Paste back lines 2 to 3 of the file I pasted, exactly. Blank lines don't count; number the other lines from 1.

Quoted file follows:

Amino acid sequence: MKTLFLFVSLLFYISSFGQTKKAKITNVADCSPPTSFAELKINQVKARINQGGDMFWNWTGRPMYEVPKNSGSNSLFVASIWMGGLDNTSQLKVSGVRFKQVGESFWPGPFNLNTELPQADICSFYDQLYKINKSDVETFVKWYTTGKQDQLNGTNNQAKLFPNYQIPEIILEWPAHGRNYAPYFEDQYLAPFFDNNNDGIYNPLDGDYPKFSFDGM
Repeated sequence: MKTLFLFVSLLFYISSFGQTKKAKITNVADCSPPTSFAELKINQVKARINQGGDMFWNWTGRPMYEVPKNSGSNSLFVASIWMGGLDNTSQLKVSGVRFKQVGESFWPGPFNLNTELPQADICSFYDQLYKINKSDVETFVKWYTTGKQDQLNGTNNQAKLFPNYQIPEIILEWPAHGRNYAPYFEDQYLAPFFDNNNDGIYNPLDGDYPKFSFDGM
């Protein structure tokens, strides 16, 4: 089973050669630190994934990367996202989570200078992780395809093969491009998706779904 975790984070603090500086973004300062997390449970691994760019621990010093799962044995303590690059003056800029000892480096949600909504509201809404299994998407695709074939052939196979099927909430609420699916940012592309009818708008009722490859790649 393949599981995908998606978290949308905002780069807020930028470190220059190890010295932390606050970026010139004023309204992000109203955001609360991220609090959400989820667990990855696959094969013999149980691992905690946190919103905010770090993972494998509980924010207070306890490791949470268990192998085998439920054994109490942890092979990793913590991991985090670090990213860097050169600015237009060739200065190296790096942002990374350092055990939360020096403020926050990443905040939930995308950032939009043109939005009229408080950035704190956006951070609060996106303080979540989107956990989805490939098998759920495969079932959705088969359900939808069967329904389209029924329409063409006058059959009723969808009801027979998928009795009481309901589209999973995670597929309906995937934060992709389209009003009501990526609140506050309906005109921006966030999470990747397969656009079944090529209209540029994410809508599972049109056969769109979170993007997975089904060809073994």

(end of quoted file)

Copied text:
Repeated sequence: MKTLFLFVSLLFYISSFGQTKKAKITNVADCSPPTSFAELKINQVKARINQGGDMFWNWTGRPMYEVPKNSGSNSLFVASIWMGGLDNTSQLKVSGVRFKQVGESFWPGPFNLNTELPQADICSFYDQLYKINKSDVETFVKWYTTGKQDQLNGTNNQAKLFPNYQIPEIILEWPAHGRNYAPYFEDQYLAPFFDNNNDGIYNPLDGDYPKFSFDGM
């Protein structure tokens, strides 16, 4: 089973050669630190994934990367996202989570200078992780395809093969491009998706779904 975790984070603090500086973004300062997390449970691994760019621990010093799962044995303590690059003056800029000892480096949600909504509201809404299994998407695709074939052939196979099927909430609420699916940012592309009818708008009722490859790649 393949599981995908998606978290949308905002780069807020930028470190220059190890010295932390606050970026010139004023309204992000109203955001609360991220609090959400989820667990990855696959094969013999149980691992905690946190919103905010770090993972494998509980924010207070306890490791949470268990192998085998439920054994109490942890092979990793913590991991985090670090990213860097050169600015237009060739200065190296790096942002990374350092055990939360020096403020926050990443905040939930995308950032939009043109939005009229408080950035704190956006951070609060996106303080979540989107956990989805490939098998759920495969079932959705088969359900939808069967329904389209029924329409063409006058059959009723969808009801027979998928009795009481309901589209999973995670597929309906995937934060992709389209009003009501990526609140506050309906005109921006966030999470990747397969656009079944090529209209540029994410809508599972049109056969769109979170993007997975089904060809073994």